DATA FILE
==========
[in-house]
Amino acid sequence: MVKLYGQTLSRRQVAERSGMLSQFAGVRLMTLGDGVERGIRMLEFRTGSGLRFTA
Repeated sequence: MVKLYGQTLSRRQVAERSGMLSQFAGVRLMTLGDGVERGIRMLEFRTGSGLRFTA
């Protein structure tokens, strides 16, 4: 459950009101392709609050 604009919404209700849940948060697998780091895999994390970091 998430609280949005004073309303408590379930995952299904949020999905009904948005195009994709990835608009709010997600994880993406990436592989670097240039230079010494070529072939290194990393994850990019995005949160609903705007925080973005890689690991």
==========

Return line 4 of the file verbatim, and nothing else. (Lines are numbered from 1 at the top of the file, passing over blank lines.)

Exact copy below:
């Protein structure tokens, strides 16, 4: 459950009101392709609050 604009919404209700849940948060697998780091895999994390970091 998430609280949005004073309303408590379930995952299904949020999905009904948005195009994709990835608009709010997600994880993406990436592989670097240039230079010494070529072939290194990393994850990019995005949160609903705007925080973005890689690991």